Before this application was filed, a search was made in the United States Patent and Trademark Office. That search developed the following patents:
______________________________________WALKER 28,796CRAWFORD 3,025,985BEESLEY ET AL 3,271,048PICKARD 3,388,921LICHFIELD 3,912,292WILSON 4,470,610PLUGGE 4,505,490______________________________________
Several of these patents possess features also found on my invention. CRAWFORD discloses a two wheel vehicle having a "drive-on" ramp. LICHFIELD discloses a horse drawn vehicle with a chariot body including springs and a mud guard. BEESLEY and WILSON disclose sulky like vehicles which include handrails. PICKARD discloses a sulky having springs. The remaining references are cited for general interest.
These patents are considered pertinent because the applicant believes the Examiner would consider anything revealed by the search to be relevant and pertinent to the examination of this application.
(1) Progressive Contribution to the Art
Riding in a sulky is a pleasurable activity that allows that participant to be around horses. Paraplegics and other wheelchair-bound individuals would also like to enjoy this activity, but have difficulty in getting on and off of the sulky. My invention involves a modified sulky which permits the paraplegic to roll himself onto it and lock the wheelchair in place. The paraplegic can then drive the horse from the wheelchair. When the term paraplegic is used in this document, it is used nontechnically to refer to any person that requires a wheelchair for ambulation.
Basically the invention includes a body which includes a roll bar to protect the paraplegic. It will be understood that normally the paraplegic will be strapped to the wheelchair and his wheelchair locked on the vehicle. Therefore, he is particularly susceptible to injury in the event the sulky rolls over. It is highly desirable to protect him.
The sulky includes the protecting framework of the body and running gear which includes wheels which are mounted by shock absorbers and springs to the body. The vehicle body has a low floorboard or floor panel with locking means upon the floor so that the wheelchair can be locked in place. Preferably a lever for locking the wheelchair in place is within the reach of the paraplegic so that he may perform many of these activities himself. Stated otherwise, it is not necessary for a person to wheel the paraplegic upon the floorboards and lock him in position, but he paraplegic can perform these things himself.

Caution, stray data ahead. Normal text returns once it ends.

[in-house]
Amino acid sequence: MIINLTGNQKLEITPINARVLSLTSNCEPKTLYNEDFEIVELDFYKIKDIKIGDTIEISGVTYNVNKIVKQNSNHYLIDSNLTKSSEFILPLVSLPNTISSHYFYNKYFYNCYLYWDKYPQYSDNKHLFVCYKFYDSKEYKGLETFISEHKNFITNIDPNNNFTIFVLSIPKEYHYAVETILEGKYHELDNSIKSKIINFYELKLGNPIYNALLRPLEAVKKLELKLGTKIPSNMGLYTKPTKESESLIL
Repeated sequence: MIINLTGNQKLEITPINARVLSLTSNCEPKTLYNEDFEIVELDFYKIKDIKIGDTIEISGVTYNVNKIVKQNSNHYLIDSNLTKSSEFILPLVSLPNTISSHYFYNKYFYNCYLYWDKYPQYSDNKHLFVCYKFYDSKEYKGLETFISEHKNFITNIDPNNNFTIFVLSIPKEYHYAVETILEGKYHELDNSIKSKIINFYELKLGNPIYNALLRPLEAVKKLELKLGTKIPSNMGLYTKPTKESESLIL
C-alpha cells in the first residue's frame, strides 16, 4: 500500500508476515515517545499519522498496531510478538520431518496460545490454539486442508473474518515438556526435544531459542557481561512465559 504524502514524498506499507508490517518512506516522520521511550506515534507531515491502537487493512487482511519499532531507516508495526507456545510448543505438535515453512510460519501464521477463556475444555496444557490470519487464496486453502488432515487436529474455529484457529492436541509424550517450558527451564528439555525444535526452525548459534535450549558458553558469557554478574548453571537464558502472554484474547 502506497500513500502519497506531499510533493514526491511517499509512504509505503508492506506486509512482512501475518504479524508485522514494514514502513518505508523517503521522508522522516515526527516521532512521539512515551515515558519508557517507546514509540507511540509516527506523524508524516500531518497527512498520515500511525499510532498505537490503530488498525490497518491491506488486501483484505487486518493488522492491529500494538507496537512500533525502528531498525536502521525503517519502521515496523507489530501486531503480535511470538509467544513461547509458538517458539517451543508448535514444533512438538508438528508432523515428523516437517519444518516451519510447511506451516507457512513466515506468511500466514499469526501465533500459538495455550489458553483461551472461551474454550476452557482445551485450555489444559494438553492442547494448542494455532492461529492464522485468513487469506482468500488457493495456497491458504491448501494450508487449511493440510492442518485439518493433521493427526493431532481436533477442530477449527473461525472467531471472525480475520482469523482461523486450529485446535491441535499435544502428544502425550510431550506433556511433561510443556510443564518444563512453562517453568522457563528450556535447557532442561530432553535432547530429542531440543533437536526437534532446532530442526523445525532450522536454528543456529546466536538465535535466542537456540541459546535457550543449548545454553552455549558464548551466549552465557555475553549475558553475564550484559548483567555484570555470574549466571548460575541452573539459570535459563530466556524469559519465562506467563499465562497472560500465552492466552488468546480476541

However, in many cases where these activities are to be conducted the persons operating the facilities will not wish to permit the paraplegic to drive the horse himself. Therefore, in many instances, it will be desired to have the body of the sulky large enough to carry two persons so that a person may accompany the paraplegic to drive the horse.
(2) Objects of this Invention
An object of this invention is to permit a wheelchair-bound individual to participate in a wider range of activities relating to horses.
Futher objects are to achieve the above with a device that is sturdy, compact, durable, lightweight, simple, safe, efficient, versatile, ecologically compatible, energy conserving, and reliable, yet inexpensive and easy to manufacture, operate and maintain.
The specific nature of the invention, as well as other objects, uses, and advantages thereof, will clearly appear from the following description and from the accompanying drawing, the different views of which are not scale drawings.
FIG. 1 is perspective view of an embodiment of this invention.
FIG. 2 is a side elevational view of the embodiment with the shafts broken away for clarity.
FIG. 3 is a detailed view of the suspension of the running gear.
FIG. 4 is a rear elevational view of the embodiment shown in FIG. 1.
FIG. 5 is a detailed view of the locking mechanisms with a portion of the wheelchair shown taken substantially along line 5--5 of FIG. 2.
FIG. 6 is a further detailed view of the wheelchair locking mechanism taken substantially along line 6--6 of FIG. 5.
FIG. 7 is a rear elevational view of a double rider embodiment, being a second embodiment.
As an aid to correlating the terms describing this invention to the exemplary drawing the following catalog of elements is provided:
______________________________________Catalog of Elements______________________________________10 body12 running gear14 roll loop16 floor panel18 horse shafts20 wheels22 "U" frame24 shocks26 roll bar28 sides (loop)30 loop bottom32 handrails34 stanchions36 handrail bottom38 floor rear40 cross bar42 braces44 vertical panel46 sloping panel48 top of panel50 joint52 floor front53 bottom frame54 gussets56 wheel bottom58 stub axle60 bight62 distal ends64 hooks66 pivot pin68 hook pitman70 bell crank72 lever pitman74 lever76 lever bar78 wheelchair80 wheel positioners______________________________________